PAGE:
Taylor Swift has set the record straight about her song London Boy after there was confusion over her experience in the British capital.
She has also denied that a line in the song – which is from her new album Lover – was inspired by British reality TV star Gemma Collins following speculation from fans.
The US pop star sings about her wide-ranging travels across the city having fallen for a London boy in the track, referring to locations such as Highgate, Hackney, Brixton and Bond Street.
Swift told BBC Radio 1: “This is supposed to happen over the space of three years. Somebody told me, ‘They think you’re talking about one day’, and I was like, ‘Oh no, you’d never make it.’”
“You wouldn’t make it. You’d make it in three years!”
Swift wrote the song about her partner, British actor Joe Alwyn, who she has been in a relationship with for around three years.
In the track, she sings the line “Babe, don’t threaten me with a good time,” which some fans believed was inspired by The Only Way Is Essex star Collins, who is known for using the term “babe”.
But Swift said: “No, it’s just something my British friends say all the time, and they say it exactly like that, so forgive the impression.”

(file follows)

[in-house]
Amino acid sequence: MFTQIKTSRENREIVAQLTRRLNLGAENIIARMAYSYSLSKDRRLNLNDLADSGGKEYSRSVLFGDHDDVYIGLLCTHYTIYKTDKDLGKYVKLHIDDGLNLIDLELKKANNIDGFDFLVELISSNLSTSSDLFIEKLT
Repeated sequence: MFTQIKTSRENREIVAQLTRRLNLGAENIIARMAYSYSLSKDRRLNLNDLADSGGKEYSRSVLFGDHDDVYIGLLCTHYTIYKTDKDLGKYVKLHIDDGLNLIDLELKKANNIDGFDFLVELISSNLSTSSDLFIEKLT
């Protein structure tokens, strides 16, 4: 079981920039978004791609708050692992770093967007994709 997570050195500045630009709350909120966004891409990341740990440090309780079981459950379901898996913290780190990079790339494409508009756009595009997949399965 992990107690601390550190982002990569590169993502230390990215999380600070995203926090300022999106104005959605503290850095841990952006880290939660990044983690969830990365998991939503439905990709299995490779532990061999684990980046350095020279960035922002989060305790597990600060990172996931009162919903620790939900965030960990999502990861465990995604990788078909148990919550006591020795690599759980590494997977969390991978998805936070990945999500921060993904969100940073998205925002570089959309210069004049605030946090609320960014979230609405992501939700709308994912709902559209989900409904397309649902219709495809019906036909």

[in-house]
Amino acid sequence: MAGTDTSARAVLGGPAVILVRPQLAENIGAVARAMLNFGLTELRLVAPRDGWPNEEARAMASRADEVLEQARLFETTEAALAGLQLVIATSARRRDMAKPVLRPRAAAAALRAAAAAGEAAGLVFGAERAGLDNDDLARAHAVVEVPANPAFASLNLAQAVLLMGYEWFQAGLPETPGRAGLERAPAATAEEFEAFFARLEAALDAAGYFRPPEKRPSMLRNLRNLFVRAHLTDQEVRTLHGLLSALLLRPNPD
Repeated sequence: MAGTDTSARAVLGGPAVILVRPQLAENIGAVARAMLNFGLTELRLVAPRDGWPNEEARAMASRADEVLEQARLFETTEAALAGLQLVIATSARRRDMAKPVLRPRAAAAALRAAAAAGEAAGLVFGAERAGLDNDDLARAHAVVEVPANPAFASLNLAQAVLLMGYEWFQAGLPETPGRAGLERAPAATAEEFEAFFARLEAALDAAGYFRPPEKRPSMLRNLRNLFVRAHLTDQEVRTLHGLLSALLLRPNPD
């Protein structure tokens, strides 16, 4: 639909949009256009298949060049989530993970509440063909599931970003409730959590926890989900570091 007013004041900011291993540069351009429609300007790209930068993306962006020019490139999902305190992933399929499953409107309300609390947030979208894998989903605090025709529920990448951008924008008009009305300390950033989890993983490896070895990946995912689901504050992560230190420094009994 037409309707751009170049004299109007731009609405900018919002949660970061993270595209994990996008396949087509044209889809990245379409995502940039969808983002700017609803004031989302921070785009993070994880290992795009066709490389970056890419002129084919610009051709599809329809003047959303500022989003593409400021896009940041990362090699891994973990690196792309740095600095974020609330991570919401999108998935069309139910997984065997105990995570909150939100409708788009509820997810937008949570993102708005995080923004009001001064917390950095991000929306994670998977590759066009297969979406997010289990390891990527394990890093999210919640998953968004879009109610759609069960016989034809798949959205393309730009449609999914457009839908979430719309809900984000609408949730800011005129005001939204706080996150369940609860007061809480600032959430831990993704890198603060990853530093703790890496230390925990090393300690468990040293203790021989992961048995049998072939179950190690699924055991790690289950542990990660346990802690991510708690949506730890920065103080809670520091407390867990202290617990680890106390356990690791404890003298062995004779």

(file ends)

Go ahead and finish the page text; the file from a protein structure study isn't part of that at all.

Swift, 29, performed London Boy during Radio 1’s Live Lounge along with five other tracks, including a cover version of Phil Collins’ Can’t Stop Loving You and an acoustic rendition of her song Lover.
She said of the song, which is also about her romance with Alwyn, that she “wrote in the middle of the night”.
“I just couldn’t sleep, I had an idea, it ended up being one I was really proud of later.”
Swift also told Radio 1’s Clara Amfo about her decision to speak openly about politics now after being criticised for staying quiet about such matters back in 2016.
The chart-topper finally broke her silence on politics in November 2018, when she revealed her backing for two Democratic candidates in the mid-term elections
She said: “I wasn’t worried about backlash because I think at a certain point, it’s about right and wrong, and I think this is the most imperative time in our political history, in America.
“You really can’t care at a certain point, if you’re going to be honest about what you think and how you feel and what you believe in.
“You have to put it out there and just log off.”